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Nuclear energy currently provides 13% of the world’s electricity. Is this figure likely to grow in the future? Proponents argue it’s a low carbon sustainable energy source, but public fears about safety especially post Fukushima is high. Here’s Dr Scott Tinker with more.

"Nuclear is more powerful than any other energy source. And that means it’s hard to handle. Nuclear makes about 20% of the electricity in the US, 80% in France, and a smaller amount in most other developed countries. With zero emissions. That’s steam coming out of the cooling tower – which is evaporated to cool the plant. And compared to the huge amount of electricity it produces, the fuel costs almost nothing.

That’s because nuclear fuel is incredibly powerful. One uranium pellet weighs ¼ of an ounce. That’s equivalent to nearly one ton of coal. In other words, 128,000 times more powerful. When the fuel is no longer strong enough to make electricity, it still has a huge amount of energy left in it: Which means it’s hot, and it’s radioactive. Handling this spent fuel is a major challenge of nuclear – and we discuss that in another video.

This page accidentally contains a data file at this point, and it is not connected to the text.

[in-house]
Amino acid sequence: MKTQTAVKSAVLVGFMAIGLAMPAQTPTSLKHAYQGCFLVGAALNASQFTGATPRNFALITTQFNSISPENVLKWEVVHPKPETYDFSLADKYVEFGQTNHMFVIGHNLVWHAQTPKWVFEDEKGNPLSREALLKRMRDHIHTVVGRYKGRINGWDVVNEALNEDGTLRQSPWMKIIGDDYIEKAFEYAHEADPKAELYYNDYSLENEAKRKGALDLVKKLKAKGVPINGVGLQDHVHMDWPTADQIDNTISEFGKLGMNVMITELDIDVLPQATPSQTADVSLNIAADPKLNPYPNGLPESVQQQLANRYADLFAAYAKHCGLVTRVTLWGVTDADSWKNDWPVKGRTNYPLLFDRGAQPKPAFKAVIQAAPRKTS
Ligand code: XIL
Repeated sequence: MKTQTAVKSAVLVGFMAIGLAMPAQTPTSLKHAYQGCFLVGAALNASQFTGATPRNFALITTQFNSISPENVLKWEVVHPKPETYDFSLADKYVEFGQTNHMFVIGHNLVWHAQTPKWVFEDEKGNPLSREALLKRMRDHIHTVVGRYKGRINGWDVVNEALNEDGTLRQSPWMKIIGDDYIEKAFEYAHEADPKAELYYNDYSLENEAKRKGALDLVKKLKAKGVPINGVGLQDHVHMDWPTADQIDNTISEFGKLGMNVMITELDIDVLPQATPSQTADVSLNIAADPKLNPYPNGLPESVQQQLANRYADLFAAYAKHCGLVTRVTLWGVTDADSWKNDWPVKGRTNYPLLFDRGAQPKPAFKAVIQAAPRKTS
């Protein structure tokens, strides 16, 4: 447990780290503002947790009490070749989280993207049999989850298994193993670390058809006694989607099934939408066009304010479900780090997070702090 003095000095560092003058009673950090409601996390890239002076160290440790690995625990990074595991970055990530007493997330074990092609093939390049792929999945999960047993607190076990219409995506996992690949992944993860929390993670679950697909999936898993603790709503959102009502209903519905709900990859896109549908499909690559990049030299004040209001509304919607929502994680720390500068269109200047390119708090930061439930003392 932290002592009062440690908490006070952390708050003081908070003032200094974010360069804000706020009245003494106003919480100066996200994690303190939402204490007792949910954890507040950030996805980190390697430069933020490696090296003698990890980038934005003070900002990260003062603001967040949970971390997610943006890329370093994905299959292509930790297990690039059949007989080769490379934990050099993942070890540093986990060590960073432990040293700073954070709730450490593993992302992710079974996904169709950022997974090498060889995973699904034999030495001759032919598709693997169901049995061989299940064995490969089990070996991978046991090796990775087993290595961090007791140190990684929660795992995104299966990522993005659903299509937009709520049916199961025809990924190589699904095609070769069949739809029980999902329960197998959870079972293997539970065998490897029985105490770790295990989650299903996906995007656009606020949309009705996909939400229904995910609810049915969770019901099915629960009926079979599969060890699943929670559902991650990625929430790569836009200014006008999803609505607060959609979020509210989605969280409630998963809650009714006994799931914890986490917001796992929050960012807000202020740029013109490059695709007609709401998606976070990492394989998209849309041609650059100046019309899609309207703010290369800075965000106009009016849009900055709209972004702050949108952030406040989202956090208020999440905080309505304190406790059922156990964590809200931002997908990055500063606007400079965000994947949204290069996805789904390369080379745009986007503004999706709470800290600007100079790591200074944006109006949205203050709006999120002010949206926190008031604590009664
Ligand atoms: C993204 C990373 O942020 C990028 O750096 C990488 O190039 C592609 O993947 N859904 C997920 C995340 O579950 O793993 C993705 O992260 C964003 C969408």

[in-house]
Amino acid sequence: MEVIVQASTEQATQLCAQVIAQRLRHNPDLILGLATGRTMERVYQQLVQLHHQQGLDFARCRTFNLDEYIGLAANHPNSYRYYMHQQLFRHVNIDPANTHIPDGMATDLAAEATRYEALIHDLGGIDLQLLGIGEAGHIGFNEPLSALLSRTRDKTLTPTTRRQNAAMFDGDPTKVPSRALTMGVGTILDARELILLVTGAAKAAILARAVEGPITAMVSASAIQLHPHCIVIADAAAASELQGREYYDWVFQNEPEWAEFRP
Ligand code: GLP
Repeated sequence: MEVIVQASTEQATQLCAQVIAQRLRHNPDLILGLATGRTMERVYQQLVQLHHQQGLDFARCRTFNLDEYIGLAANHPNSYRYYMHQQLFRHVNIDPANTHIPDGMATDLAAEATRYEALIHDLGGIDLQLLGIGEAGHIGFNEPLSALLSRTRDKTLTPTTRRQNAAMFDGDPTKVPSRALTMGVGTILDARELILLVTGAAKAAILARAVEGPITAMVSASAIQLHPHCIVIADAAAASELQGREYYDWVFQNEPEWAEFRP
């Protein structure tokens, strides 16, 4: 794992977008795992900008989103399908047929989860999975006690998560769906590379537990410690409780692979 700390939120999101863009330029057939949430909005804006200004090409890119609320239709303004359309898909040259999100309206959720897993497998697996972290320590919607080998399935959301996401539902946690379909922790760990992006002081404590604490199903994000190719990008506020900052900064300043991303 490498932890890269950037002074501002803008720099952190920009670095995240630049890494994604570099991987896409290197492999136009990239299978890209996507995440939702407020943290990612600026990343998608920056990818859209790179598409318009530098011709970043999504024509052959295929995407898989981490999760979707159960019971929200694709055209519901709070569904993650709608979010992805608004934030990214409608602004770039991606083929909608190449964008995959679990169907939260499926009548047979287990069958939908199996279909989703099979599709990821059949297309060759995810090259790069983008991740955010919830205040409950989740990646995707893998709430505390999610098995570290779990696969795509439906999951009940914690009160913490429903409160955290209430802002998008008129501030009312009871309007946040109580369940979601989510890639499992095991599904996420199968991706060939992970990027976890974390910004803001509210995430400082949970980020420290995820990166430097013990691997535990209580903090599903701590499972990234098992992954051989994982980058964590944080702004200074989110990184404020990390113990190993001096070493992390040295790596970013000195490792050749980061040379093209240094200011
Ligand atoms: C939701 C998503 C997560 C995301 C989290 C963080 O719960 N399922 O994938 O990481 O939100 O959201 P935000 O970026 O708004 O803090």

Another challenge is proliferation. Could terrorists turn this waste into a bomb? It’s hard to handle, closely guarded, not pure enough, and the technology is complex. The chances are slim.

What about a nuclear accident? In 50 years we’ve had three worldwide, but only one has had radiation fatalities. The dangers are real, but compared to coal, oil and natural gas, nuclear has a superior safety record.

So what’s the biggest challenge for nuclear? Cost. To contain all that energy, the plants must be incredibly robust. They’re much more expensive than, say, a natural gas plant. And people are still afraid of it. That means public opposition, lawsuits, more time, and more expense to build a plant. So, nuclear energy is incredibly powerful and very cheap. While building nuclear plants is very difficult and very expensive. What will be the future of nuclear then?"

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